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Buseck Center for Meteorite Studies


Katol is an (L6) ordinary chondrite that fell over the town of Katol, in the Nagpur District of India, the afternoon of May 22, 2012.

The Meteoritical Bulletin (MB 102) describes the fall of the Katol meteorite as a large shower of stones followed by 30 to 50 seconds of sonic booms.  At least 30 stones were initially collected, and 13 kg of material have been recovered to date. 

Scientists from the Physical Research Laboratory in Ahmedabad visited the area shortly after the spectacular fall to document witness accounts and collect meteoritic material despite temperatures as high as 48C (118F).  They recovered meteorite pieces from a local school ground, and photographed a corrugated metal shed roof that had been pierced by a falling stone, as well as a brick in the shed floor that had been dislodged.  They also noted that:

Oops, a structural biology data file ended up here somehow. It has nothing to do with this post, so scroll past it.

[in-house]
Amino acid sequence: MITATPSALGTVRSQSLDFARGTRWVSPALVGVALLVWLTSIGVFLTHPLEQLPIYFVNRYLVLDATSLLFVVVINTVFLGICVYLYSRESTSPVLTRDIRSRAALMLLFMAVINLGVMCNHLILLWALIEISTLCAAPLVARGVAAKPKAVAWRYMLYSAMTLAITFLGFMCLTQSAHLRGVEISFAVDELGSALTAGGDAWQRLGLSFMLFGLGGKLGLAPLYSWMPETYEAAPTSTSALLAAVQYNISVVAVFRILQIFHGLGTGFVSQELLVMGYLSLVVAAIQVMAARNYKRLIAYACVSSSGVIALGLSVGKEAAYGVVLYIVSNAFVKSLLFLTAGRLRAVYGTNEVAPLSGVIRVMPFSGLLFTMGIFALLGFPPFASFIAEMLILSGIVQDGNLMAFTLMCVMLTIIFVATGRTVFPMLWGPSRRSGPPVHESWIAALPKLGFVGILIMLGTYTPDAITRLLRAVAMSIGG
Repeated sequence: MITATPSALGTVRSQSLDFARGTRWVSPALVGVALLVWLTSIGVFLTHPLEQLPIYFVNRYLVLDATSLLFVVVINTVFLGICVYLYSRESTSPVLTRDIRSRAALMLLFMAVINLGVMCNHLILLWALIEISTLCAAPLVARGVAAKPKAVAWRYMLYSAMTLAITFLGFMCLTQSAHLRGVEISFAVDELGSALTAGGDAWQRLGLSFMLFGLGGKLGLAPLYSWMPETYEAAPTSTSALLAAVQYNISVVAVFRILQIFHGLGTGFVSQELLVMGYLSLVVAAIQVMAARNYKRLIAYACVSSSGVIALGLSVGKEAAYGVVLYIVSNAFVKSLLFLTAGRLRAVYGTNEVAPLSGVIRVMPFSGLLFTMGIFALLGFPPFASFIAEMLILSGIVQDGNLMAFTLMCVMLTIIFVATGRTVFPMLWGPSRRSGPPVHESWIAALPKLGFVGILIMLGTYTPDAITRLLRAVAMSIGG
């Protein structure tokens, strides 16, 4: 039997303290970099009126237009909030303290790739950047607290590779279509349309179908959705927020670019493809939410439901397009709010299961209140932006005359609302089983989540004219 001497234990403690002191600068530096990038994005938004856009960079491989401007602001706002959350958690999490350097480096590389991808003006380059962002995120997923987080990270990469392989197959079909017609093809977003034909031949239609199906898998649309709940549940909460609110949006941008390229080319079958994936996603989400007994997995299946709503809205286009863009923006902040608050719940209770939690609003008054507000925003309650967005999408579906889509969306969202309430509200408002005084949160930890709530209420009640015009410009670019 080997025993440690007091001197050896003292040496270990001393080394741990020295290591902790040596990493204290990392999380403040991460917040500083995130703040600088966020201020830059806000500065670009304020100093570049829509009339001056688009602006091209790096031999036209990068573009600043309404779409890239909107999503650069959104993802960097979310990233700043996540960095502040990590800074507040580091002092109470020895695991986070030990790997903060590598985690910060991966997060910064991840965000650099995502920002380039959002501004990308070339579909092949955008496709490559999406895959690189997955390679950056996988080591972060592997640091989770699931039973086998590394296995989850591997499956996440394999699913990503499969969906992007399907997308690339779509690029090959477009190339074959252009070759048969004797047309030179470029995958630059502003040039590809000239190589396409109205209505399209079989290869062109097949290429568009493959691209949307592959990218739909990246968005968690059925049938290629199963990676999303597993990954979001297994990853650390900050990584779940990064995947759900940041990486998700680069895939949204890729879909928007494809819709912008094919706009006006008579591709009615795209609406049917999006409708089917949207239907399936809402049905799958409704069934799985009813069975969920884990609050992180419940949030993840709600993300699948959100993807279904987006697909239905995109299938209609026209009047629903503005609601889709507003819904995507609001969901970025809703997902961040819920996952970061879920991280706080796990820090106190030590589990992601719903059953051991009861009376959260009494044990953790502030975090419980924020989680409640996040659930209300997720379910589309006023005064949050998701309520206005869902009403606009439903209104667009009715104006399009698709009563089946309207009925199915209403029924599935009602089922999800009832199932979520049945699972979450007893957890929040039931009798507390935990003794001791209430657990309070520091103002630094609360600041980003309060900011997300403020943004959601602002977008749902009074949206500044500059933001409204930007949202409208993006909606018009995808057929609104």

"Since, the meteorite shower took place in a varied land cover with city dwellings, railway tracks, roads, agriculture field and barren land with several obstacles, it was difficult to scan through the entire region for recovering the meteorite fragments. Our interactions with many residents of the region revealed that almost each household found a fragment"

You can read the full report of the Katol expedition, including several photos, here!












Photo ASU/CMS.

While the main mass of Katol is housed at the Geological Survey of India, the type specimen is held in the ASU Center for Meteorite Studies collection due to Center's role in its classification.